Louisiana Supreme Court Highlights Pleading Requirements for Putative (Unestablished) Parents in Wrongful Death LawSuits

IMG_0723Imagine your child passed away in the most horrific way. You seek remedies in the court system, but the court does not recognize your right of recovery as a parent. What a nightmare. In Louisiana, a putative (unestablished) father must timely file an action for avowal (a father’s action to establish paternity) in order to maintain a wrongful death or survivor action for the death of a child born out-of-wedlock. Failure to do so may forfeit your legal rights. A recent case from the Louisiana Supreme Court discusses the pleading requirements regarding paternity in filing wrongful death and survivor actions.

In March of 2011, six-year-old La’Derion Miller was killed shortly after being involved in a gruesome accident with a school bus. While La’Derion was attempting to board the school bus his was caught in the door. Harold Thibeaux, the bus driver, was unaware of La’Derion’s predicament and La’Darion was dragged for approximately eighty feet. When La’Derion’s arm was dislodged, he fell beneath the wheels of the bus and was critically injured.  La’Derion died less than an hour later. His six years of life were cut short. Tragically, La’Derion’s mother, Heather Jagneaux, watched the entire incident from her front yard, but was unable to reach him in time.

La’Derion’s father, Marcus Miller, filed a lawsuit individually and on behalf of the estate of his deceased son. Mr. Miller sought damages for La’Darion’s pain and suffering inflicted by the bus driver’s negligence, as well as damages arising out of the wrongful death of his son. Mr. Miller’s lawyers named as defendants the bus driver, his insurance insurer, his employer, and his employer’s insurer.

The defendants filed peremptory exceptions, arguing that Mr. Miller had no right of action because he failed to establish in accordance with La. C.C. art. 198, that he was the biological father of La’Darion and that he had a right to bring the lawsuit for wrongful death and survival damages. Mr. Miller countered by filing a motion for judgment of paternity, alleging that La’Darion’s mother executed an acknowledgement of paternity two days after his birth naming him as La’Darion’s biological father, that his name appeared on La’Darion’s birth certificate, and that in a 2009 child support action, he was judicially determined to be the legal and biological father of La’Darion.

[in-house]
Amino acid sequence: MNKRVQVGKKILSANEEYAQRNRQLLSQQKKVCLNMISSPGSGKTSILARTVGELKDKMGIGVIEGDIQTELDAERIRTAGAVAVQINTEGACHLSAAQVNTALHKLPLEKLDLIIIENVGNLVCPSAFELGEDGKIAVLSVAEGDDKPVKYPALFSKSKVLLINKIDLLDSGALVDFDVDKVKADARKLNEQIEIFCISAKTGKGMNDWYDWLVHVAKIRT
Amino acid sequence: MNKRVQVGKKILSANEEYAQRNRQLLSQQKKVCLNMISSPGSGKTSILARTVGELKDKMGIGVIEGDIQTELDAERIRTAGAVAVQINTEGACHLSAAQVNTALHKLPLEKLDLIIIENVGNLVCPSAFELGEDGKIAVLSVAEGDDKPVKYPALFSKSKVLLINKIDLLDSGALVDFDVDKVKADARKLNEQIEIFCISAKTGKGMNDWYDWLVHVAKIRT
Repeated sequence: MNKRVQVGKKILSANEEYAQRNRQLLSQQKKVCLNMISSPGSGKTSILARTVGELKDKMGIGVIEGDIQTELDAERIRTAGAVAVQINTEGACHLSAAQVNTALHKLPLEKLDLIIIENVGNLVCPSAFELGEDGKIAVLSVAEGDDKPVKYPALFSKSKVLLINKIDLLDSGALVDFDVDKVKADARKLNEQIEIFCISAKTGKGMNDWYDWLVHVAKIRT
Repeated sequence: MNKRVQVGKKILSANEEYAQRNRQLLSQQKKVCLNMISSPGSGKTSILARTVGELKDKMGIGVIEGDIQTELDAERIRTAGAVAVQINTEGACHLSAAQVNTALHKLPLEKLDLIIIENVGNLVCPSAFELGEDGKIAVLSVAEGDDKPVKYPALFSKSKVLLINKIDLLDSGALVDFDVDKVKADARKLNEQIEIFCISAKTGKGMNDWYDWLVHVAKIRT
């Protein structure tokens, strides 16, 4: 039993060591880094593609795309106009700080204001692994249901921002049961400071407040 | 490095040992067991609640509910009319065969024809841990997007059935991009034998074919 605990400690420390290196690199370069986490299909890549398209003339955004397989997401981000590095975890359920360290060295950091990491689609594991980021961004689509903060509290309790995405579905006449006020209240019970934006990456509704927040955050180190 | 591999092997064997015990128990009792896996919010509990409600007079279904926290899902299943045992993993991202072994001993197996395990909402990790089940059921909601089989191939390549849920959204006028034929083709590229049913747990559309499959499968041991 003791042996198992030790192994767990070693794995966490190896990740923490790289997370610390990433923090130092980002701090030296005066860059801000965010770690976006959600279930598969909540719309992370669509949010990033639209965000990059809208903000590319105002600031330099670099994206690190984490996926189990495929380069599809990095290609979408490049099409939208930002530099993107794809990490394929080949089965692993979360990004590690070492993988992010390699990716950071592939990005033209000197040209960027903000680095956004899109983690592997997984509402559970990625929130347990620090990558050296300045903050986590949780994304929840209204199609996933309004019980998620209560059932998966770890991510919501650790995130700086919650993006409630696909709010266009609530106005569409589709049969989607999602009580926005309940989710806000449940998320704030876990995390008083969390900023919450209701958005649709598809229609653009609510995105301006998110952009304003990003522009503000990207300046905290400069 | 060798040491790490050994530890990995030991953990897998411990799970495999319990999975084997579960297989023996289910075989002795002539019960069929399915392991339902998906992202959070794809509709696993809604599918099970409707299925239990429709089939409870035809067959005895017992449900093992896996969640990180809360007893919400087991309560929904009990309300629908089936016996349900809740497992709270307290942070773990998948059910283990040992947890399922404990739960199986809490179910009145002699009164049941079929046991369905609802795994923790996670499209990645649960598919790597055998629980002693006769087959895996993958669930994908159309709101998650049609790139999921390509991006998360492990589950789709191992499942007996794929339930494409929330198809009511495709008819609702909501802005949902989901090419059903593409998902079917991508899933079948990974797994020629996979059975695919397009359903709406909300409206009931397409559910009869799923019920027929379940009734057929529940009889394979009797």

The District Court granted Mr. Miller’s motion for judgment of paternity and denied the defendants exceptions of no right of action for Mr. Miller, finding that Mr. Miller was La’Darion’s legal and biological father. The Court of Appeal reversed Mr. Miller’s judgment of paternity, holding that he failed to produce sufficient allegations of fact to establish paternity because he only put forth bare allegations that he was La’Darion’s biological father. Mr. Miller filed a writ application to the Supreme Court of Louisiana to determine whether the Court of Appeal properly interpreted Louisiana paternity jurisprudence.

The Louisiana Supreme Court reversed the Court of Appeal and reinstated the District Court’s judgment which denied the defendant’s peremptory exceptions of no right of action. The Louisiana Supreme Court’s holding rested on its previous decision in Udomeh v. Joseph, 103 So.3d 343 (La. Ct. App. 2012). Similar to Mr. Miller’s case, the plaintiff in Udomeh alleged that he was the biological father of a deceased minor child. In Udomeh, the Louisiana Supreme Court held bare allegations of paternity were sufficient to state an action to establish paternity, even though there was no specific request for a judgment of paternity. Accordingly, the Louisiana Supreme Court concluded that Mr. Miller’s bare allegations of biological paternity were sufficient to state an action to establish paternity, thus satisfying the requirements of La. C.C. art. 198.

The right of recovery in wrongful death or survivorship actions is generally limited to family members. While this may not be an issue for some families, the law is more complex when it comes to children born out-of-wedlock. Skilled lawyers know the pleading requirements necessary to succeed on these types of claims and can help their clients reach effective relief.


Written by Berniard Law Firm Blog Writer: Zoha Khan

Additional Berniard Law Firm Articles on Wrongful Death Lawsuits: Prescription an Integral Element of Lawsuits After Wrongful Death

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